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However unwittingly, President Biden rendered the nation a major public service on Friday with his remarks on his administration’s achievements in boosting American job creation. Specifically, he provided a good indication of how many ways and how dramatically economic data can be spun.

According to the President, “we have added 6.4 million new jobs since January of last year — in one year. And that’s one of the most — that’s the most jobs in any calendar year by any president in history.”

A look at the data provided by the U.S. Bureau of Labor Statistics (BLS) shows that Mr. Biden actually slightly understated calendar 2021 overall net new job creation. Non-farm payrolls (BLS’ definition of the American employment universe) increased by 6.448 million during this period.

Mr. Biden’s focus on the calendar year, however, means that he’s taking credit for January. Not only wasn’t he inaugurated until January 20, but each month’s BLS job increase numbers cover the period between the middles of each month. (See the “Technical Note” section of each month’s report.) So the January job creation he’s claiming as his own stopped days before he entered office.

If it’s assumed that the current administration’s impact on employment (and the rest of the economy) didn’t start until the President took the Oath of Office – on a monthly basis, in February – then the employment increase that’s taken place on his watch so far is 6.215 million. That’s nearly 200,000 less than he claimed.

There’s no question that the employment picture orders of magnitude better than that of the last calendar year of the Trump administration – when non-farm payrolls cratered by 9.416 million.

At the same time, that calendar year includes the depths of the steep economic downturn induced by the CCP Virus’ arrival in the United States. In March and April, American employment levels crashdove by a sickening 22.362 million. And as should be remembered, including by those who view the Trump response to the pandemic itself as disastrously bad, this employment calamity mainly stemmed not from Trump economic policy decisions that presumably were inferior to their Biden administration counterparts. They mainly stemmed from health-related economic and behavioral restrictions that the former President supported only belatedly and reluctantly.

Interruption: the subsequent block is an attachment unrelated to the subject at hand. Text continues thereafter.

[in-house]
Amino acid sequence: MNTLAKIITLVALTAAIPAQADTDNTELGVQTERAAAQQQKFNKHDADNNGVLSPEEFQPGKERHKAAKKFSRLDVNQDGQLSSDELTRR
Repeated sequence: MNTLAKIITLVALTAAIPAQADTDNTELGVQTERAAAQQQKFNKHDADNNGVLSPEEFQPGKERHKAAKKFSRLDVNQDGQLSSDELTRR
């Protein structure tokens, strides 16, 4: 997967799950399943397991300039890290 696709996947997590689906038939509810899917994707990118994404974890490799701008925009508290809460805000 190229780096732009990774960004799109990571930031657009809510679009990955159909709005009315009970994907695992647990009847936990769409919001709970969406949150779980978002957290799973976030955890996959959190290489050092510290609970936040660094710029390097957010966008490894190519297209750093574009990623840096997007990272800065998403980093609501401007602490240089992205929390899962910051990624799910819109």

In fact, once the economy began reopening (raggedly, to be sure), job creation skyrocketed. From April, 2020 through January. 2021 – bringing the story up to just about the end of Trump’s presidency – NFP rose 12.575 million. That’s twice as much in absolute terms in nine months as in Mr. Biden’s 11 months in office.

As implied, though, this rapid improvement wasn’t mainly Trump’s doing. Clearly, economic stimulus measures helped. But far more important was a reopening and highly uneven return to economic normality. Moreover, because of the federal government’s limited authority over issues such as whether businesses closed altogether, or operate during limited hours, or how their customers should behave, the reopening decisions were overwhelmingly taken at the state and local level.

But as known by RealityChek regulars, President Biden’s remarks ignore a more fundamental concern: The kinds of absolute increases touted by President Biden are far from the whole story when it comes to judging economic performance, and can profoundly mislead even factoring out the whopping distortions of the economy created by the CCP Virus. At least as important are relative increases (or decreases) – in this case, because the size of the American workforce keeps changing.

And when the Biden job creation record is presented in terms of percentage increase, it doesn’t look so extraordinary at all. The Washington Post‘s Andrew Van Dam put it perfectly yesterday:

The 6.4 million jobs gained this year, while a record in absolute terms, represents only a 4.5 percent increase in the workforce. That’s smaller than the 5.0 percent growth seen in 1978, when a much smaller labor force added 4.3 million jobs. In fact, relative to the size of the workforce, it’s only the 11th best calendar year since record-keeping began in 1939.”

Biden’s boasts about the economy certainly aren’t the first issuing from the Oval Office. Indeed, they’re no more exaggerated than TrumpWorld’s repeated claims that, pre-virus, he “helped America build its strongest economy in history.” But they’re also a needed reminder that whoever’s in office – a Democrat or Republican, an establishmentarian or a disrupter – their economic pronouncements are bound to deserve some Pinocchios.